As a composer, one thing I appreciate most about Katché work is the way he structures a piece. It’s a constant throughout his oeuvre. Instead of heavily relying on the typical head-solo-head[-outro] format that permeates so many jazz albums, Katché often includes segues, countermelodies, and other devices to maintain interest. (Of course, he’ll sometimes use the head-solo-head format as well, but it’s great that it’s not a crutch for him.) Sometimes it’s not clear if the lead line is improvising or playing a defined part — if it’s the melody or a solo.

Briefly, the lineup for each album (as represented on Touchstone, as some personnel don’t make it) is:
Neighbourhood includes the rhythm section of Katché (drums, percussion), Marcin Wasilewski (piano), and Sławomir Kurkiewicz (double bass) with the frontline of elder heavies Jan Garbarek (sax) and Tomasz Stańko (trumpet).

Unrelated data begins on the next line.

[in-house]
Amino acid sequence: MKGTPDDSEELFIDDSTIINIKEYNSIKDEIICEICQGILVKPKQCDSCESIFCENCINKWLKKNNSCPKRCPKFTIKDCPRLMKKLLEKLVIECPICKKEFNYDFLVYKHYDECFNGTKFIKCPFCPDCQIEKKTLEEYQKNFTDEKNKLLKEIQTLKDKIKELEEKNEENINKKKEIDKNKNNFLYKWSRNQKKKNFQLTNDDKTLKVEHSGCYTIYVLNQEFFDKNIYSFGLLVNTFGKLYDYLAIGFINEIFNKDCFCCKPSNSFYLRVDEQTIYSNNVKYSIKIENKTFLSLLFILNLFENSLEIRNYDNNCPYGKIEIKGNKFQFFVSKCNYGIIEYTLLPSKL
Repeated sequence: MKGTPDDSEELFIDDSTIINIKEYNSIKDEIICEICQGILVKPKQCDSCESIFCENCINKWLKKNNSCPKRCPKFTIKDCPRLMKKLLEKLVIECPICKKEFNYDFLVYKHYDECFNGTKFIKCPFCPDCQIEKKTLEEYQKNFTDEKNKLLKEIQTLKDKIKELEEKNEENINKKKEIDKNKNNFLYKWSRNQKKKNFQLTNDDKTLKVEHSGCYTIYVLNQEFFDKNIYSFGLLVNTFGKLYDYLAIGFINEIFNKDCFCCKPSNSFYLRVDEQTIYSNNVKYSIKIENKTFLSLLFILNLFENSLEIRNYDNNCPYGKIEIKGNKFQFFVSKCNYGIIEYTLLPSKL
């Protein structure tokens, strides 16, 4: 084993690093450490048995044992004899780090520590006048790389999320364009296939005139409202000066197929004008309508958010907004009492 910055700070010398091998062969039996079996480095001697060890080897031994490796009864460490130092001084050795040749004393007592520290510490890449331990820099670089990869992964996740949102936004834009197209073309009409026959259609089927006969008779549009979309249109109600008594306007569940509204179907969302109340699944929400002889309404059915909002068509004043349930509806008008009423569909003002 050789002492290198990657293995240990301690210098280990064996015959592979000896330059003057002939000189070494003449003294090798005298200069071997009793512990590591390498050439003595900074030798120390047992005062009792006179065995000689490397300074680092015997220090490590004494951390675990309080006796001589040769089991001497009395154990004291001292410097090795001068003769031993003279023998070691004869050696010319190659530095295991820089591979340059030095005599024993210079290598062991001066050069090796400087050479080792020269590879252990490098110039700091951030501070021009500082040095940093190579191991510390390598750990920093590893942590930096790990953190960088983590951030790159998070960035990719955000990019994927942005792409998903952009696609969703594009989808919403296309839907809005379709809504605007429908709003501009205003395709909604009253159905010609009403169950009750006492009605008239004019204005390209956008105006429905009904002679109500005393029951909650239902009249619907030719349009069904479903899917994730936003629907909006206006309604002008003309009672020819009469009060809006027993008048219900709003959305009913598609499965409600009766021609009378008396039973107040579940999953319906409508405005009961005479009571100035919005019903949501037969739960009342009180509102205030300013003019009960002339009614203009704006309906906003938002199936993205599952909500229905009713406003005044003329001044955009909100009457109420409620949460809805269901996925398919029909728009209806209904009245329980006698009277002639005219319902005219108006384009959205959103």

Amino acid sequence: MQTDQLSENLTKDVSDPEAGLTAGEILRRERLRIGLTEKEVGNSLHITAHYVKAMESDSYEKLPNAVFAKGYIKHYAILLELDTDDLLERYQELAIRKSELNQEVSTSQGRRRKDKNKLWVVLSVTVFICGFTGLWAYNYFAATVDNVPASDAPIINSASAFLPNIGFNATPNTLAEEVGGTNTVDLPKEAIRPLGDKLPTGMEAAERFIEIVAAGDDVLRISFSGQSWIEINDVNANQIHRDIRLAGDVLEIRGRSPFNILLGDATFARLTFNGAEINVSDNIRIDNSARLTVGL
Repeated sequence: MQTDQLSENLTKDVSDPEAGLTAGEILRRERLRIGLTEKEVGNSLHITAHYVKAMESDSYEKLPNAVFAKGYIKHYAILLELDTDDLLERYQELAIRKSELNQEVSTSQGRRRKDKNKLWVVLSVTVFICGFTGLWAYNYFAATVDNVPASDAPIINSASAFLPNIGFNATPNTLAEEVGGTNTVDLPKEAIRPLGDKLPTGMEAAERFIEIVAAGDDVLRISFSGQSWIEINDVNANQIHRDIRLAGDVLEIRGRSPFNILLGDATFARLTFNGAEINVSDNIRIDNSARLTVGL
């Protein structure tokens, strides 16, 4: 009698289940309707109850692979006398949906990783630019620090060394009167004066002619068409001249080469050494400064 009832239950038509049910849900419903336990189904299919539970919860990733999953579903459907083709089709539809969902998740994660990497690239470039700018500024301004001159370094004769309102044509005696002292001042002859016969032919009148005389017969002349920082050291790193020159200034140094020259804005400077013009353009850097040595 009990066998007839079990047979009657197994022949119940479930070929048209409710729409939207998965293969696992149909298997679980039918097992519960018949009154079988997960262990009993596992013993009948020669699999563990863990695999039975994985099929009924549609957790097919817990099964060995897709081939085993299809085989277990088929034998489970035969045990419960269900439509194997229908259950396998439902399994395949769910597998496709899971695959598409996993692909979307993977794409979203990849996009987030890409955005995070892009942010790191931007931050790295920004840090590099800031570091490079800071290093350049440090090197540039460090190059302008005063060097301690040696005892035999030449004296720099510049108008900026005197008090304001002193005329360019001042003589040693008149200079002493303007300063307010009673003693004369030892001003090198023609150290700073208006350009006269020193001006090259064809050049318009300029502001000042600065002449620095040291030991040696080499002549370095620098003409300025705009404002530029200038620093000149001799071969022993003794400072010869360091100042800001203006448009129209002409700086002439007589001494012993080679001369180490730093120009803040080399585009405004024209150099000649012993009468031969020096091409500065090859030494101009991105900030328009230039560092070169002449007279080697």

Playground keeps the same rhythm section but features a younger frontline of Mathias Eick (trumpet) and Trygve Seim (sax). Another acoustic quintet.
Third Round has the rhythm section of Katché, Pino Palladino (electric bass), Jason Rebello (piano), and Jacob Young (guitar), with Tore Brunborg (sax) as the solo horn.
Manu Katché is a pared-down quartet of Katché, Jim Watson (piano, Hammond B-3), Brunborg (sax), and Nils Petter Molvær (trumpet & effects).

Touchstone includes some nice variety. The first half features the acoustic bands with the electric ones in the latter half, allowing the listener to hear the stylistic evolution over his first decade as a leader on ECM. Another thing worth noting is that, for a drummer to be leading an instrumental band, it’s remarkable how restrained Katché’s playing is in the studio. While there are some active and/or funky tunes (e.g., “So Groovy,” “Keep on Tripping,” “Running After Years”), the drums never really let loose. Katché’s happy to lay down a groove and to let the band play with and off each other as opposed to bathe in the spotlight. Over the course of the album’s eleven tracks, you hear Katché’s sound (through his band and compositions) really come into its own. From the straight-ahead numbers (“Take Offs and Land,” “Song For Her”) to the more pop-oriented (“Swing Piece”) and a synthesis of both (“Running After Years,” “Slowing the Tides”).